West Suffolk Hospital doctors' mission to bring a smile to children's faces
Clinicians from the West Suffolk NHS Foundation Trust (WSFT) have supported the charity Operation Smile by travelling abroad to care for children with cleft lip and palate.
Paediatrician Dr Arun Saraswatula recently returned from Morocco, where he worked with the charity.
He was joined by WSFT theatre nurse Lindsay Anderson on the 11-day mission, when they helped to treat 217 patients and carried out 273 procedures during five days of surgery. The rest of the time involved preparation, aftercare, teaching and training local clinicians and support workers.
Arun, 49, from Cambridge, said: “Cleft lip and palate surgery is something achievable in the developing world, it’s safe, and most children are discharged 24 hours after surgery. The mission was awesome, good fun, and I made lots of new friends”.
Cleft lip and palate is the third most common birth defect in the world. In the UK the condition is quickly and easily treated, however in 75 per cent of cases worldwide it is left untreated.
One in 10 children affected and untreated will die before their first birthday, and for those who survive, cleft conditions can cause other health problems, and can also be stigmatised by society, to the extent of being ostracised.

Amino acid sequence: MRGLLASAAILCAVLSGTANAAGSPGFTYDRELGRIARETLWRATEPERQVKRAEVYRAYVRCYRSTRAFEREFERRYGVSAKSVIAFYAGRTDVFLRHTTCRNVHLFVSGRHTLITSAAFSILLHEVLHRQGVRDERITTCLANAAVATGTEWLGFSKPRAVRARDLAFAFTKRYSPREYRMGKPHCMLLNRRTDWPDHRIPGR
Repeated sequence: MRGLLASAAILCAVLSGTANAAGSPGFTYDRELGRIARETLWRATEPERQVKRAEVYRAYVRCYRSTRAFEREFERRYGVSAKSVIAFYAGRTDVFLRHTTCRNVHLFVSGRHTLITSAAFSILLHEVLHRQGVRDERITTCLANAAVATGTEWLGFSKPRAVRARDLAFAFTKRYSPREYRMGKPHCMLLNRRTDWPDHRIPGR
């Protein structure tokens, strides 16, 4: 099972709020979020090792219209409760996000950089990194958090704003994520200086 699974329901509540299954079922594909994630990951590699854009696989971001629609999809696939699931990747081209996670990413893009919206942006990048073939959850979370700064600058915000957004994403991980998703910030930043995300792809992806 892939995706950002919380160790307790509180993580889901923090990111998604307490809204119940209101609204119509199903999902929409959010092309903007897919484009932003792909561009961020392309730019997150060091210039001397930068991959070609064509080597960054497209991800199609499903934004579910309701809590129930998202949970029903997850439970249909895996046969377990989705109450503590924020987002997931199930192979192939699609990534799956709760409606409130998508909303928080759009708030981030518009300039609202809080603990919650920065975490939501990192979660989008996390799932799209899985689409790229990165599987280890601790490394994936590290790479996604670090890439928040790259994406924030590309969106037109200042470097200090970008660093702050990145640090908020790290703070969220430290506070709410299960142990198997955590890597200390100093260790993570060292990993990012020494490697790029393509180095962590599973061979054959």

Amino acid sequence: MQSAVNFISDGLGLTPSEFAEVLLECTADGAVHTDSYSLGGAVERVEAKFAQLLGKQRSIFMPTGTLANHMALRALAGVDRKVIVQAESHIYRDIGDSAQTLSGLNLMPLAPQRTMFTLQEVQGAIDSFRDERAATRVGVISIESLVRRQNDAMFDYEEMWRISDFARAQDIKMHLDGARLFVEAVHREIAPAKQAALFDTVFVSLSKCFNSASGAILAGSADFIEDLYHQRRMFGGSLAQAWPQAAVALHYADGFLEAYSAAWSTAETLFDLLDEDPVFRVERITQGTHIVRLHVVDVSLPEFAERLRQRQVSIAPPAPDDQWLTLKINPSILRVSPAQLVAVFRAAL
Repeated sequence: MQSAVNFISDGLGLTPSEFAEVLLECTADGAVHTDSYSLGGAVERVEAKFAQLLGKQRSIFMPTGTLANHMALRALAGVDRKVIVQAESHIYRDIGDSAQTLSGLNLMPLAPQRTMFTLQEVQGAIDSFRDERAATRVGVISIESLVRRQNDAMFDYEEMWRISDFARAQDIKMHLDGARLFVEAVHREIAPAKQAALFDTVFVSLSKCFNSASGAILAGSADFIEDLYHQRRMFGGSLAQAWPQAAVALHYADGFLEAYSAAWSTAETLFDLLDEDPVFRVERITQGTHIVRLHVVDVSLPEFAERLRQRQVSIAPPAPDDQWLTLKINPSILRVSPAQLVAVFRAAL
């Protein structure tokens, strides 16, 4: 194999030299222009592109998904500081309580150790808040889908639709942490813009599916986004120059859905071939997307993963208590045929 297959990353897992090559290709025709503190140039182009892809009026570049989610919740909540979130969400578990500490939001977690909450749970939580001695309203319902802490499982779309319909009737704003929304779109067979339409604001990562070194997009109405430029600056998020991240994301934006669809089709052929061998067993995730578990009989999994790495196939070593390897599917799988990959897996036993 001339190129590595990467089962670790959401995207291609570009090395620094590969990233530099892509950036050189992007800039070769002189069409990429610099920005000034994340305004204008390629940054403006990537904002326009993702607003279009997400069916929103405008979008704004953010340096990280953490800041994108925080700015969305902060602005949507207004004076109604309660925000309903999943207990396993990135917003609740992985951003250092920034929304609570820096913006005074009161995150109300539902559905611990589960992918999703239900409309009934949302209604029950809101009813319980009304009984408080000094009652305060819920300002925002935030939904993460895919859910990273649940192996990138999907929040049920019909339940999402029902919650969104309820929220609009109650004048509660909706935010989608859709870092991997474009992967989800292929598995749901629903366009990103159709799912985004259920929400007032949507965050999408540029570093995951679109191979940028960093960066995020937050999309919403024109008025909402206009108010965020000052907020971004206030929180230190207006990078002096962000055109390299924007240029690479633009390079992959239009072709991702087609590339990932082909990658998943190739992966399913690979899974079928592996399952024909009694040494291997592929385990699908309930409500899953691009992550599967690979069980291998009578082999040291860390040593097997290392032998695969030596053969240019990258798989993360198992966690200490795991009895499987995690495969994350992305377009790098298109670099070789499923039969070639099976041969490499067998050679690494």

Arun became interested in the charity after attending a lecture by WSFT anaesthetist Dr Clive Duke, who has taken part in 17 missions since becoming involved with the charity in 2010.
Clive, of Bury St Edmunds, said: “We provide free, safe surgery performed to global, gold standards of healthcare, with safe staffing levels, good quality equipment, pre-op and post-op care and recovery. Each operation costs as little as £150, lasts about 45 minutes, and literally transforms the lives of our patients.”
He recently gave a presentation at the Bannatyne Health Club and Spa in Bury, where £1,600 was raised for the charity.
More by this authorLaura Nolan